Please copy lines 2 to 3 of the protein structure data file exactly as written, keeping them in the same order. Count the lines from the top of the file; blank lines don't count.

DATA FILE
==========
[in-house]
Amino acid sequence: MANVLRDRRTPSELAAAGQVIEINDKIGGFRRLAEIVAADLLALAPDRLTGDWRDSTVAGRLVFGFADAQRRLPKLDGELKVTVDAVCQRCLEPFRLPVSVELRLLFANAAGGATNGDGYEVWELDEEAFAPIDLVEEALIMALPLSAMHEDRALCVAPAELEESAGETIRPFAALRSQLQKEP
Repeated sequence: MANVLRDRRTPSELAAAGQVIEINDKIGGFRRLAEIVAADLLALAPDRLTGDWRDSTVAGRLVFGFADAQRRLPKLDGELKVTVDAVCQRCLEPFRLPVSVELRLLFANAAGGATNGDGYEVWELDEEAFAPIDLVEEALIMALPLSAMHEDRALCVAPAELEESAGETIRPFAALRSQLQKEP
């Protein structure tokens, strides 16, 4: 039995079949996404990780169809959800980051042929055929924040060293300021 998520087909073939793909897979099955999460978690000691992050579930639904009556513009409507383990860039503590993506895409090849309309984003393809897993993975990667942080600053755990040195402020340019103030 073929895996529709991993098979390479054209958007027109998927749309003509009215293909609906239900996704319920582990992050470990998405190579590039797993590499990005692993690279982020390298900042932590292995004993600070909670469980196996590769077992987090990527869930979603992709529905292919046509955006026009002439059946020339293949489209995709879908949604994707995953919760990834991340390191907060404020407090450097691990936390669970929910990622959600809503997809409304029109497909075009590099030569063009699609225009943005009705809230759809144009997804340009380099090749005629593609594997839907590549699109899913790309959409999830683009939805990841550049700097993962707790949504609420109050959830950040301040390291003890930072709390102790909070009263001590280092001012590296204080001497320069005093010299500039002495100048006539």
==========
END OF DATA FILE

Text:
Amino acid sequence: MANVLRDRRTPSELAAAGQVIEINDKIGGFRRLAEIVAADLLALAPDRLTGDWRDSTVAGRLVFGFADAQRRLPKLDGELKVTVDAVCQRCLEPFRLPVSVELRLLFANAAGGATNGDGYEVWELDEEAFAPIDLVEEALIMALPLSAMHEDRALCVAPAELEESAGETIRPFAALRSQLQKEP
Repeated sequence: MANVLRDRRTPSELAAAGQVIEINDKIGGFRRLAEIVAADLLALAPDRLTGDWRDSTVAGRLVFGFADAQRRLPKLDGELKVTVDAVCQRCLEPFRLPVSVELRLLFANAAGGATNGDGYEVWELDEEAFAPIDLVEEALIMALPLSAMHEDRALCVAPAELEESAGETIRPFAALRSQLQKEP